Anesthesia – a common fear of pet owners, but do you need to worry? A lot of dog owners are more concerned about the effects of anesthesia on their dog than the effects of undergoing the medical procedure. If you've been wondering, “Is anesthesia safe for my dog?,” you need to get all the facts and make an informed decision.

Is Anesthesia Safe for My DogAs with humans, there is always a risk when anesthesia is involved. As technology has advanced and more research has been done, veterinary anesthesia has become much safer than it was many years ago. Unfortunately, the negative stigma attached to the procedure is still lingering around, and much of this information is not true.

The best thing you can do to gain information about anesthesia for dogs is to speak with your veterinarian. Your vet will not make a decision that will negatively impact your dog's health without consulting with you first.

In some cases, anesthesia is more dangerous than others, but your vet will be able to explain all of this to you based on your dog's health condition.

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Is Anesthesia Safe for My Dog?

Is Anesthesia Safe for Dogs

The Safety of Dog Anesthesia

The first thing that your vet should do before recommending any procedure in which your dog will need to be put under is give your dog a full physical. This will include blood work, and could uncover issues that would make it unsafe for your pet to receive anesthesia.

Your vet may be able to determine right away whether your dog is capable of handling the procedure or not.

We have a dog with a heart condition. Her heart beats too fast on its own, so she's on multiple antiarrhythmic medications to control it, which means she could not be safely be put under.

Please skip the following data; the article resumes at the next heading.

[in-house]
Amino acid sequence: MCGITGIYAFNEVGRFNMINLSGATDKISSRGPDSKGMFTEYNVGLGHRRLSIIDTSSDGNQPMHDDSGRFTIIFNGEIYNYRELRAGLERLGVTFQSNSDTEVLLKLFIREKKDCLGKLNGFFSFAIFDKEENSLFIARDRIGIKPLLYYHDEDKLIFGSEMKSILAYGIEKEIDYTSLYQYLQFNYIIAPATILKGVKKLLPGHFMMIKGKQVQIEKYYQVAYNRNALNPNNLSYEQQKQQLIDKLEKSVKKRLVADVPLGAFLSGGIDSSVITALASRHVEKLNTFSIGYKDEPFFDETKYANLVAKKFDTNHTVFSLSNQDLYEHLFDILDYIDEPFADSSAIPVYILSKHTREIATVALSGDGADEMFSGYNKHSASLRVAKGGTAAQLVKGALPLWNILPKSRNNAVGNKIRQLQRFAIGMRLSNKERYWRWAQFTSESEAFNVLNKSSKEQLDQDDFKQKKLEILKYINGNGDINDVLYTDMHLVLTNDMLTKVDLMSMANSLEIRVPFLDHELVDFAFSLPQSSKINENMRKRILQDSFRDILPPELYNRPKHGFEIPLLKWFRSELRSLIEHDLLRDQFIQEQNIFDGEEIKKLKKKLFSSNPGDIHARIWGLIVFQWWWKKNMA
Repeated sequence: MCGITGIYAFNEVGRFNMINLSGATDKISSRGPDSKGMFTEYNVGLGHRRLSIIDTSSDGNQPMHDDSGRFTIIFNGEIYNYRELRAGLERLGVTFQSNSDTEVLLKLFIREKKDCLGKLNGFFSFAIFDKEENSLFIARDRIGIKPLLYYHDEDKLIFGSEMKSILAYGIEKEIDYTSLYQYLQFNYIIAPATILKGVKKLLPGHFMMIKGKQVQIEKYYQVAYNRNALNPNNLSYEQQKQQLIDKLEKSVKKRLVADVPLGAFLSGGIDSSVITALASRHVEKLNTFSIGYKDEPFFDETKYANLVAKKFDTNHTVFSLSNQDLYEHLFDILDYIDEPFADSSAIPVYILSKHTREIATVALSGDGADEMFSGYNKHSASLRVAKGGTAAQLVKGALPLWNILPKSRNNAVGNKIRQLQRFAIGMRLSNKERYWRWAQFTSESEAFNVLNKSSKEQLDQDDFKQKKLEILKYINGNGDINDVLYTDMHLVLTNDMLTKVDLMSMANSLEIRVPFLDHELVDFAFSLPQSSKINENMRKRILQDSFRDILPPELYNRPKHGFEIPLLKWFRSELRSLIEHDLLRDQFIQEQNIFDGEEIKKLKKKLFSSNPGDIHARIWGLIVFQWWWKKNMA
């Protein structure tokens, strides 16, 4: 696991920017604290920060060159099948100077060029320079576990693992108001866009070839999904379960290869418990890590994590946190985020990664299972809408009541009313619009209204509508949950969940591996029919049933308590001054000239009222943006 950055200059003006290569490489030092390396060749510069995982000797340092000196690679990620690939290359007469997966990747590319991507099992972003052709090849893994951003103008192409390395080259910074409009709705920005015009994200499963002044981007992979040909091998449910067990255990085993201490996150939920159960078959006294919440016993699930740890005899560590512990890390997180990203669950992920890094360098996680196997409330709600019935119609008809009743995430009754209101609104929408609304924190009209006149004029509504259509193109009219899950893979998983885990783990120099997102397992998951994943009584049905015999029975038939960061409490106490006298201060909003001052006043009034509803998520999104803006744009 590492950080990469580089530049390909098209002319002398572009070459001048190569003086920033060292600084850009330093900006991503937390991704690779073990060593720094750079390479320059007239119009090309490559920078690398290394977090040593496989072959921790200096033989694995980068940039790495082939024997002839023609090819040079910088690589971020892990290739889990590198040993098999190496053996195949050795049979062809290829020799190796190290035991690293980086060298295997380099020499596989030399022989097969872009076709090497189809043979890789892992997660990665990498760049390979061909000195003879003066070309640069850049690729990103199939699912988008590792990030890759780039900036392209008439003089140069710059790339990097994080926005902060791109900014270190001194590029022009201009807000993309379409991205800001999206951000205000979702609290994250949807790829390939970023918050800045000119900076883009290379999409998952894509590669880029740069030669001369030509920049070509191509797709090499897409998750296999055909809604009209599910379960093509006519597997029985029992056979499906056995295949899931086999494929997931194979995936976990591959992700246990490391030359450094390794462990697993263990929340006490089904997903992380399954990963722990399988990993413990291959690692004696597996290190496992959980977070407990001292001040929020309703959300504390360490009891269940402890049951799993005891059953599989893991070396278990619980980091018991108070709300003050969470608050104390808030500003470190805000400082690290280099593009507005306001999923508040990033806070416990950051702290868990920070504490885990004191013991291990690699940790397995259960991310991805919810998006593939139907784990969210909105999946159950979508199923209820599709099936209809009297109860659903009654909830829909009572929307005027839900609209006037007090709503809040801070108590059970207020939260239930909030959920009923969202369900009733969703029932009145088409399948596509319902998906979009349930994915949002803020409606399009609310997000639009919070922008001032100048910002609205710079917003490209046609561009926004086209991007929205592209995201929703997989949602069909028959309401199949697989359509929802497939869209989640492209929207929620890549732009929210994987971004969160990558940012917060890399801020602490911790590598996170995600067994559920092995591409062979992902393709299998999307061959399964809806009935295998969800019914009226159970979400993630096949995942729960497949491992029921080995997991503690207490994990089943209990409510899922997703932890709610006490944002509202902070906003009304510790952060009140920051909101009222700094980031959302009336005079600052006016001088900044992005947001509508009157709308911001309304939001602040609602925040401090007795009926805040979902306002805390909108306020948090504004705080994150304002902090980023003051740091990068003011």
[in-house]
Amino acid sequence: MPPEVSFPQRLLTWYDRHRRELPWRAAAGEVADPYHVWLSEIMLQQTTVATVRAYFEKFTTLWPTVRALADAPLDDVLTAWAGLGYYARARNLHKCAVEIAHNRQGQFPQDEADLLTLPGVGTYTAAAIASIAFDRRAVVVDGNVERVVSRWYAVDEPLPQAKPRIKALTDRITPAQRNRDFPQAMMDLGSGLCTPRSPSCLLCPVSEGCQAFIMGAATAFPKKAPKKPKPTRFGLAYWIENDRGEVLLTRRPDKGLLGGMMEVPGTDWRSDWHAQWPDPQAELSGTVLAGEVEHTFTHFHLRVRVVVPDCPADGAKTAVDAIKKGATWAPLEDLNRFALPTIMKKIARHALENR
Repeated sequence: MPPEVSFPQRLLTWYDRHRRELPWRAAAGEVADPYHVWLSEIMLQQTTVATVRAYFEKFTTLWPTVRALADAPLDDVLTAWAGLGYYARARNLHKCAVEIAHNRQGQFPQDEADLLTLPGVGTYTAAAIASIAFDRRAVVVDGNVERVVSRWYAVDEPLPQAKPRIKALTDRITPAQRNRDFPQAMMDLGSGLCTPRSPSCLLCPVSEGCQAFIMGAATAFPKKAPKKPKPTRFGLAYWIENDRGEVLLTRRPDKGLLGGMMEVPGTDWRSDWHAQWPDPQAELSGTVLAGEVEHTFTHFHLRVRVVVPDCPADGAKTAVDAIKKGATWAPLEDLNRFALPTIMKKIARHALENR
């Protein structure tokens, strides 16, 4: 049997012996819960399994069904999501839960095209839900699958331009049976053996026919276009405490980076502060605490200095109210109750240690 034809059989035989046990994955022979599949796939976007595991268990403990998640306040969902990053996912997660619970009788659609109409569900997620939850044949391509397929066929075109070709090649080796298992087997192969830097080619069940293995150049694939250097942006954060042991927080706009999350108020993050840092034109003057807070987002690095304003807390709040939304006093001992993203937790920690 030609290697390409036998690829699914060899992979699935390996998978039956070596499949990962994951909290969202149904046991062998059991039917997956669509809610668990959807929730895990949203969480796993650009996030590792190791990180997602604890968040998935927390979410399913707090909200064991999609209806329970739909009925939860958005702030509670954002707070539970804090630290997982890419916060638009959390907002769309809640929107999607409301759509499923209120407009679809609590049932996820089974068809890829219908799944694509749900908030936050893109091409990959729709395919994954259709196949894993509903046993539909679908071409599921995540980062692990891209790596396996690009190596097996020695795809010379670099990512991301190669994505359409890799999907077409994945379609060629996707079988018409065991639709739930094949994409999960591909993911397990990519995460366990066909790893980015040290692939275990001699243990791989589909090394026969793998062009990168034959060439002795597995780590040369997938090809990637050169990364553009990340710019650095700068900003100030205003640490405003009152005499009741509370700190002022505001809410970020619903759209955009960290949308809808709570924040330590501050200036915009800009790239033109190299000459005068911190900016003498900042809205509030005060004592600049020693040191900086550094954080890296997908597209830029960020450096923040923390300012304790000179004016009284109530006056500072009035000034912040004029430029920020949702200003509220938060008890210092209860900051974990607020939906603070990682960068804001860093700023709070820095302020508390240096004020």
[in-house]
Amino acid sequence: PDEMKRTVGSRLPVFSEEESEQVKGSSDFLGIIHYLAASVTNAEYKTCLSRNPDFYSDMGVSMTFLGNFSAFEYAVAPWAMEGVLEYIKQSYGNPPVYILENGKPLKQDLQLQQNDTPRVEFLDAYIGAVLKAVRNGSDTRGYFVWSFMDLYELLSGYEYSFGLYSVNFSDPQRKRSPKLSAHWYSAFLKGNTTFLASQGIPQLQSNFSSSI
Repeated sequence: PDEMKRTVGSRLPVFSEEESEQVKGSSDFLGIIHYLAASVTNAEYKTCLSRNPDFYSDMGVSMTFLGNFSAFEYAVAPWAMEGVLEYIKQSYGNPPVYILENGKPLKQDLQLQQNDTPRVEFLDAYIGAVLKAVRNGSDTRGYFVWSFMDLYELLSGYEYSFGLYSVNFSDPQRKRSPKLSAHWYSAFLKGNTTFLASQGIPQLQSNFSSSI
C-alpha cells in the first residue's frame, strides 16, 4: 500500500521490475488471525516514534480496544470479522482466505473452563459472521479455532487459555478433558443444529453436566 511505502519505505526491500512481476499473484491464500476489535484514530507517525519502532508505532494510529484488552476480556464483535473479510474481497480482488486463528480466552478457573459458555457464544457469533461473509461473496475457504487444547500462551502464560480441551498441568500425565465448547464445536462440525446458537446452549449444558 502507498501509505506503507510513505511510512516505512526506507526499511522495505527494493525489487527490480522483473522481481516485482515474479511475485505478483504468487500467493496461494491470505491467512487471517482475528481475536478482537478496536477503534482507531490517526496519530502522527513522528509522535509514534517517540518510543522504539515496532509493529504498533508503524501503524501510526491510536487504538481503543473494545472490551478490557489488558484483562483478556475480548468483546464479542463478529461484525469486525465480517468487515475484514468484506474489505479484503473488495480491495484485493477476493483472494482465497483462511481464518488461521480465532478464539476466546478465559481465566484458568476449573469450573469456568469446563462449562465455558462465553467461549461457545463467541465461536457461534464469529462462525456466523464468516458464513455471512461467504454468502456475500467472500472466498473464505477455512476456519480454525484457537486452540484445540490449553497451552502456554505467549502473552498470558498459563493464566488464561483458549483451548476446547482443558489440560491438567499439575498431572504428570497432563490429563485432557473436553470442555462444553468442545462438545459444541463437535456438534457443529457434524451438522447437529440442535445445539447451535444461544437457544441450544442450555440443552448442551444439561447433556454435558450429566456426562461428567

Senior dogs and very young puppies may also be more likely to be deemed unfit for anesthesia.

What You Should Know About Dog Anesthesia

Dog anesthesia safe or notIf you really want to know, “is anesthesia safe for my dog?,” you need to understand the process of the medical procedure your dog will be having.

If your pooch just needs a quick dental cleaning, the process will be much faster and easier than if he has a bowel obstruction.

It is your right to know what will be happening during the procedure – all you need to do is ask. Be sure that your pet will be intubated while under anesthesia.

This means the vet will put a breathing tube through your dog's mouth and into his wind pipe. It will allow him to receive supplemental oxygen, and it will also prevent blood and fluids from entering his lungs.

You should also ask about the person administering the anesthesia and the way in which your pet's heart and lungs are monitored while he's under.

Typically it is the veterinarian themselves who administers the anesthesia, but you'll want to know that it is someone who is well trained and knows what to look for while monitoring your dog.

The side effects of anesthesia can be easily noticed by someone who knows what to look for, and your veterinarian's office should have emergency drugs on hand in case something goes wrong while your pet s under.

Answering the question “Is anesthesia safe for my dog?” is as much about your veterinarian as it is about the anesthesia itself. Some questions that you should ask before you agree to anesthesia for your dog include: